An 'alarming' report
The Government Accountability Office finds fear, intimidation may influence the accuracy of injury and illness dataBy Kyle W. Morrison, associate editor
Fear and intimidation among workers, employers and health care practitioners may lead to what many critics have long suspected: the underreporting of occupational injuries and illnesses, according to a Government Accountability Office report released in November. “Many of the problems identified in the report (.pdf file) are quite alarming, and OSHA will be taking strong enforcement action where we find underreporting,” Secretary of Labor Hilda L. Solis said in a press release. She called accurate injury and illness records from businesses “vital” to protecting workers.
During interviews with stakeholders and occupational health practitioners, GAO found some workers may not report work-related injuries or illnesses out of fear of losing their job or missing out on incentives based on low injury and illness rates. Similarly, employers may not record injuries and illnesses to keep workers’ compensation costs from increasing or out of fear of losing contract bids for new work. Additionally, more than one-third of occupational health practitioners surveyed by GAO reported being pressured by employers or workers to provide insufficient medical treatment as a means to downplay the seriousness of the injury and avoid having to record it. Nearly half of the practitioners said such pressure leads to a minor impact on the accuracy of injury and illness data, and 15 percent said it had a major impact.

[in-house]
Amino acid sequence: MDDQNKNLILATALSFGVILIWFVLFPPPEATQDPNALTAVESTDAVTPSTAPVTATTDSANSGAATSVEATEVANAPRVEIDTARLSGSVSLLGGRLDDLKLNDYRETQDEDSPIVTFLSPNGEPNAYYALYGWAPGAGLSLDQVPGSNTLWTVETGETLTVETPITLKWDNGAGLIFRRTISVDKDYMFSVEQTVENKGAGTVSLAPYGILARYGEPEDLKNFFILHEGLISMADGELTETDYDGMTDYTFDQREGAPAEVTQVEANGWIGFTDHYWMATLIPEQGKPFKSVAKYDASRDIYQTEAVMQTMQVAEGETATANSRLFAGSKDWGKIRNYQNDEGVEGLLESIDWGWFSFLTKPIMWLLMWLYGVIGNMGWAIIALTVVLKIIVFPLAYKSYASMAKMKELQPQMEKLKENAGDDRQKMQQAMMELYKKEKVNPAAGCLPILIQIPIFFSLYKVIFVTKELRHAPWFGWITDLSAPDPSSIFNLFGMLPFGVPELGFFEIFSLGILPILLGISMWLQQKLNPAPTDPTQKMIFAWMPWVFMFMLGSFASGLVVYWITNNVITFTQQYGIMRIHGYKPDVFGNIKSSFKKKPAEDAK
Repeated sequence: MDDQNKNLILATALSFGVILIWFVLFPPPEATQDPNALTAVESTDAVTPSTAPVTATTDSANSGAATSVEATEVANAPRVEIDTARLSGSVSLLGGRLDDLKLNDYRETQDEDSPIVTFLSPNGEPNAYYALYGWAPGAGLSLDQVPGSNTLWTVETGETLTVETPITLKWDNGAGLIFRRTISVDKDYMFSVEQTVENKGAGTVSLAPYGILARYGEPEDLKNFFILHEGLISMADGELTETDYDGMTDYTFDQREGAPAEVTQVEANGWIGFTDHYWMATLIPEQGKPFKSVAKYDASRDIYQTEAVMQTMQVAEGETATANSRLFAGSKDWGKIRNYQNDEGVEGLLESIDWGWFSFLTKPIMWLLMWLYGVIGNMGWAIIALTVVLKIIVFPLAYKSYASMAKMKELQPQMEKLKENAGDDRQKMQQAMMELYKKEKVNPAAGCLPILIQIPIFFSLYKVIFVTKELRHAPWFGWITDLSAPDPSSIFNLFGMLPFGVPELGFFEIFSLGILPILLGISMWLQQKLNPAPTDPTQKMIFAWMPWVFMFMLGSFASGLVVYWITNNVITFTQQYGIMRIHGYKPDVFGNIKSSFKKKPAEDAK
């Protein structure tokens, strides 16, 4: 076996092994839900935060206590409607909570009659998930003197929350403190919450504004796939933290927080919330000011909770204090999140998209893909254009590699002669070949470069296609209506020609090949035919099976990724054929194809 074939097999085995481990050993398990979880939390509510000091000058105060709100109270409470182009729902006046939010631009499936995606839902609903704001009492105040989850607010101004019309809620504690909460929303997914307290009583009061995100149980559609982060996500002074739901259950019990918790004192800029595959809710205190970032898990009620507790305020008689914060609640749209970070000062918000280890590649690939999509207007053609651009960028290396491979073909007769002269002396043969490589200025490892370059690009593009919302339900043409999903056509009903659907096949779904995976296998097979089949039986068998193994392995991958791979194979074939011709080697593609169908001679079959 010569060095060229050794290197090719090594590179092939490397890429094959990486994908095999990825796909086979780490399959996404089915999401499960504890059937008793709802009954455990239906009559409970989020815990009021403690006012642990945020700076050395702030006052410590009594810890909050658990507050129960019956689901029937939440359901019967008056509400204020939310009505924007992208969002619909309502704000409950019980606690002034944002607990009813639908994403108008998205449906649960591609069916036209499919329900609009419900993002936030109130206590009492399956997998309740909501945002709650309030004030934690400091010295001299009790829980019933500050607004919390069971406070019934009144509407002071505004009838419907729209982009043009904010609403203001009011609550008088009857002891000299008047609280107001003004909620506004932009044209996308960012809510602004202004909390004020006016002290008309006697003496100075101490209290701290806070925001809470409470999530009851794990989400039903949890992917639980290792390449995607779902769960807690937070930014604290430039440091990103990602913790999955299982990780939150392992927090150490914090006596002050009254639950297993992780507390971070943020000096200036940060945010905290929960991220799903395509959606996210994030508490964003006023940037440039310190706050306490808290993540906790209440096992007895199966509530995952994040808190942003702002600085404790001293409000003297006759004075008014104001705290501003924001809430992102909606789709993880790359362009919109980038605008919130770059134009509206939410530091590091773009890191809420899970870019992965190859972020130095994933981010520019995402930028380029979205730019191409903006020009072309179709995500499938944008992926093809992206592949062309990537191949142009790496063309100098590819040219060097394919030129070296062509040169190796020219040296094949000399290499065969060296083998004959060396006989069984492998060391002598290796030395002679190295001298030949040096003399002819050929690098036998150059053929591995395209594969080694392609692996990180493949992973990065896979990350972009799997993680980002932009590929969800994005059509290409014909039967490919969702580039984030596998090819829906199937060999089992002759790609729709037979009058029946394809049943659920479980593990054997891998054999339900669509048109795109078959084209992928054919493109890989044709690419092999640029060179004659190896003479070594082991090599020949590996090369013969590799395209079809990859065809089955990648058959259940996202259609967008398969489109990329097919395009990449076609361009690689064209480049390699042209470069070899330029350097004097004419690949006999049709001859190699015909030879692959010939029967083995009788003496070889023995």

“The widespread underreporting so clearly documented in this report is undermining the health and safety of American workers,” Sen. Tom Harkin (D-IA) said in a press release. “We need to take steps to require employers to provide a full account of on-the-job injuries and to protect workers so they can report workplace incidents without fear of retaliation.” Harkin, chairman of the Senate Health, Education, Labor and Pensions Committee, had requested GAO issue the report, along with Sen. Patty Murray (D-WA) and California Democrats Reps. George Miller and Lynn Woolsey.
According to Woolsey, the report highlights the need to pass the Protecting America’s Workers Act (H.R. 2067, S. 1580), which would prevent employers from implementing safety incentive programs GAO indicated discourage accurate recordkeeping. The act also would give additional protection to whistleblowers who report injuries, illnesses or unsafe conditions.
GAO recommended OSHA:
- Require inspectors to interview workers during records audits. GAO found OSHA audits overlook information from workers – the only data source not provided by employers.
- Minimize the amount of time between the date when injuries and illnesses are recorded by employers and the date audited by OSHA. Many audits were conducted two years after the original incident, and inspectors found many of the injured or ill workers were no longer employed at the worksite.
- Increase education and training to employers on recordkeeping standards. Some stakeholder interviews and survey results indicated people responsible for recording injuries and illnesses have a lack of understanding of OSHA’s recordkeeping requirements.
Assistant OSHA administrator Jordan Barab – who at deadline was serving as acting administrator – issued a statement welcoming the report, and said the agency would take up all of GAO’s recommendations. The report came just weeks after OSHA announced a National Emphasis Program on recordkeeping.